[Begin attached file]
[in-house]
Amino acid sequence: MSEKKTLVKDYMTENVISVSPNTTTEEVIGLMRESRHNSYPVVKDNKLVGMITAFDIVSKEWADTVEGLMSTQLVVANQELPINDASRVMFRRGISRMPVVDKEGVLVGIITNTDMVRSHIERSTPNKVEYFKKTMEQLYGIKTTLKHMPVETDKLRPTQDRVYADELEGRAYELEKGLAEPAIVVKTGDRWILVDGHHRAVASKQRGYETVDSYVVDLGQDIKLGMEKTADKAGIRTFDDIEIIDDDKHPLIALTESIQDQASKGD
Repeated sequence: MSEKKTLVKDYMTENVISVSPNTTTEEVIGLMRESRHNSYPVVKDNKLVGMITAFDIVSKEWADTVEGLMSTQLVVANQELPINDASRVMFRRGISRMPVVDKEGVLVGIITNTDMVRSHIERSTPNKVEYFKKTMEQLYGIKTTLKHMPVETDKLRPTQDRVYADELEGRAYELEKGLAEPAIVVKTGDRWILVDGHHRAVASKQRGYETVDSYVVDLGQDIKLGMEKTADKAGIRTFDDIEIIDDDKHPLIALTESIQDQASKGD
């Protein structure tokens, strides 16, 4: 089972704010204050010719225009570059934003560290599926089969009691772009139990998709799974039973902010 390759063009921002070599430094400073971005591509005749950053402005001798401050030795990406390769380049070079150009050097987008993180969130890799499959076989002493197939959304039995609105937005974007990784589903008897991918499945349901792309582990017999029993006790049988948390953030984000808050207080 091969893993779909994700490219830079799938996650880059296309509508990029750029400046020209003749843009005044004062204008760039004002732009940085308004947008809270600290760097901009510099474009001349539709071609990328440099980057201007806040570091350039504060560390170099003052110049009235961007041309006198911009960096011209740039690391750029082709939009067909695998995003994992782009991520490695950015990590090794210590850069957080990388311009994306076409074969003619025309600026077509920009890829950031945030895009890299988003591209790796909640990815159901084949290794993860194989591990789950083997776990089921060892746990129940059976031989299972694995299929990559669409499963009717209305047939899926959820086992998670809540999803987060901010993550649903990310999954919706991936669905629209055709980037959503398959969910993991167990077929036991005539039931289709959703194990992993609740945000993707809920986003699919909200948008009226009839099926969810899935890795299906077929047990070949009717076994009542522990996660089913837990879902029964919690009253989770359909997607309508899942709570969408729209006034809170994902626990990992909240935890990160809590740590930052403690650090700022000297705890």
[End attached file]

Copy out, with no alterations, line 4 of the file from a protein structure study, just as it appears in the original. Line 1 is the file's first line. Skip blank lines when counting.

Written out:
């Protein structure tokens, strides 16, 4: 089972704010204050010719225009570059934003560290599926089969009691772009139990998709799974039973902010 390759063009921002070599430094400073971005591509005749950053402005001798401050030795990406390769380049070079150009050097987008993180969130890799499959076989002493197939959304039995609105937005974007990784589903008897991918499945349901792309582990017999029993006790049988948390953030984000808050207080 091969893993779909994700490219830079799938996650880059296309509508990029750029400046020209003749843009005044004062204008760039004002732009940085308004947008809270600290760097901009510099474009001349539709071609990328440099980057201007806040570091350039504060560390170099003052110049009235961007041309006198911009960096011209740039690391750029082709939009067909695998995003994992782009991520490695950015990590090794210590850069957080990388311009994306076409074969003619025309600026077509920009890829950031945030895009890299988003591209790796909640990815159901084949290794993860194989591990789950083997776990089921060892746990129940059976031989299972694995299929990559669409499963009717209305047939899926959820086992998670809540999803987060901010993550649903990310999954919706991936669905629209055709980037959503398959969910993991167990077929036991005539039931289709959703194990992993609740945000993707809920986003699919909200948008009226009839099926969810899935890795299906077929047990070949009717076994009542522990996660089913837990879902029964919690009253989770359909997607309508899942709570969408729209006034809170994902626990990992909240935890990160809590740590930052403690650090700022000297705890």